“I’d do anything to go back to those precious hospice days. To hold her hand. To talk to her, even though she wasn’t aware anymore. To know she was safe and cared for in my 24/7 presence.
My name is Quinn. I’m married to my husband of almost seven years with three kids who keep me on my toes. I’m an only child. I’m 34 years old, and miss my parents dearly. My dad was diagnosed with cancer when I was in high school. He went into remission, but the cancer returned not long after. He went to work on a Thursday and passed away that Friday night, a month after I turned nineteen.
Life was strange without dad and it took some time to feel normal in our new family dynamic. Mom and I became very close with it being just me and her now. We slowly grew from a mother/daughter relationship to being best friends. We either saw each other regularly or spoke multiple times per day either through texting, phone calls, or social media. She loved using emojis! She was a young 67-year-old who loved life. In her last year, she moved back home from the Jersey Shore to right around the corner from me in Philadelphia. I loved having her nearby.
She started noticing some health issues during the stressful process of selling her beach home and moving back home to Philadelphia. She called me one February night to give me a medical update. Her doctors had found a tumor on her pancreas. It was called a neuroendocrine tumor, or NET. She described it as being ‘malignant.’ My response was, ‘So, it’s non-cancerous right?’ She calmly told me no. I cried silently on the phone with her. I wanted to be strong for her just as I had been for her while my dad was sick. I was also four months pregnant with baby number three at this time.
She tried to remain calm during this whole process, as she didn’t want to upset me. She knew how stressed I could get at times. How amazing of a woman to care so deeply about my feelings when faced with her own mortality. Over the next few months, I kept an eye on my mom. I was scared. We had been through this before. I knew what was to eventually come. I went to as many doctor appointments with her as I could. Plus my own OB appointments, which were quite often, considering I had some minor complications with this pregnancy. Add my part-time job, caring for two kids, three dogs, and house. Life was crazy. Good thing I was on prednisone, because it kept me going.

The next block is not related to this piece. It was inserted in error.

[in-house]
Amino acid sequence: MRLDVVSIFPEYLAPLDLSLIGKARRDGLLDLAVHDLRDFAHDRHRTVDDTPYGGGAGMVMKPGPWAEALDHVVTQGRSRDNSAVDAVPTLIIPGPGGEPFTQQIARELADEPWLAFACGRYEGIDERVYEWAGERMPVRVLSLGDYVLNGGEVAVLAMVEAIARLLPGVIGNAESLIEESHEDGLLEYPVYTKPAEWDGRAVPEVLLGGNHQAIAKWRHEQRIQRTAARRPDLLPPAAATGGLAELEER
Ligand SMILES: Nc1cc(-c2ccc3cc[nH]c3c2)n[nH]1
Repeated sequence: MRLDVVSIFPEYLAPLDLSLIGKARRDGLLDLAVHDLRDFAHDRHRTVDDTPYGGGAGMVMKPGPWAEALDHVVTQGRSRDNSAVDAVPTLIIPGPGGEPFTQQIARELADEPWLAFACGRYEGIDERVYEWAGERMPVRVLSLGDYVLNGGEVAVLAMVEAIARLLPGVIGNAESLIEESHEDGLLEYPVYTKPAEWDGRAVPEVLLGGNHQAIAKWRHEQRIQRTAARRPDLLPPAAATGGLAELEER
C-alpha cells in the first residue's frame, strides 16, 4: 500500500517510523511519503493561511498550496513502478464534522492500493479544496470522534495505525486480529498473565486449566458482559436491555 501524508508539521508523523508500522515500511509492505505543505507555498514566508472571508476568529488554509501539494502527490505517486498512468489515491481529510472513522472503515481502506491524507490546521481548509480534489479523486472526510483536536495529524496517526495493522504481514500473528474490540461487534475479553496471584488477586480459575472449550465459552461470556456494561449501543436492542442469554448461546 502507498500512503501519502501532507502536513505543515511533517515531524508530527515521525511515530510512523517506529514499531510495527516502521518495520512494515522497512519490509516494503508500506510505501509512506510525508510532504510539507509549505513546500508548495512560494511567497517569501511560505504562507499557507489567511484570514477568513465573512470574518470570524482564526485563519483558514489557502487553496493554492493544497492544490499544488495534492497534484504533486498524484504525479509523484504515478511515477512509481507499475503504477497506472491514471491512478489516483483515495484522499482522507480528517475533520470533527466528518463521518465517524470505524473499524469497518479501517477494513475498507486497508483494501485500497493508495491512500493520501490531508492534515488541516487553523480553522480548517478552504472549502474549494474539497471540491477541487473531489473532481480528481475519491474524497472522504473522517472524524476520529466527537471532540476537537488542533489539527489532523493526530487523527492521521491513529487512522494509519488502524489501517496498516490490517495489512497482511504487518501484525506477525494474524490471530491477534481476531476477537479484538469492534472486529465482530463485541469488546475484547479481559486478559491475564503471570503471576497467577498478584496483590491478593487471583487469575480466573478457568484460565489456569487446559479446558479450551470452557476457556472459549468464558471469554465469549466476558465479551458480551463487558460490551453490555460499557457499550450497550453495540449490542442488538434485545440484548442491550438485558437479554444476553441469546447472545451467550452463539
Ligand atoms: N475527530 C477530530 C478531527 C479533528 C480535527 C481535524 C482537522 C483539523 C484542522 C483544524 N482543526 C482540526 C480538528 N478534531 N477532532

The baby arrived on my husband’s birthday. I had the summer off with mom. We spent a lot of time together. THANK GOD. At the end of the summer, she and I started noticing changes in her. The treatment wasn’t working as well as it once had. She was tired all the time. Couldn’t eat. Nausea with vomiting. Her abdomen was distended. The one symptom that made me rush her to the emergency room was confusion. I arrived at her house one late morning to find her completely confused and disheveled. Something was very wrong. I called her oncologist crying.
We rushed over to the ER. Mom was admitted. I spent almost every day or every other day by her side, fighting for her every step of the way. Funny how the relationship roles reversed. Those hospital weeks were exhausting, to say the least. We slowly learned the cancer had progressed, irreversibly affecting her organs. There was no coming back from this. To offer any more treatment would just prolong the inevitable. Two weeks into the hospital stay, mom finally said it. ‘I’m done.’ She was done fighting. She was tired of everything. This was no way to live. She was bedridden, didn’t want to eat, was constantly in a state of mild confusion. The woman I knew was no longer.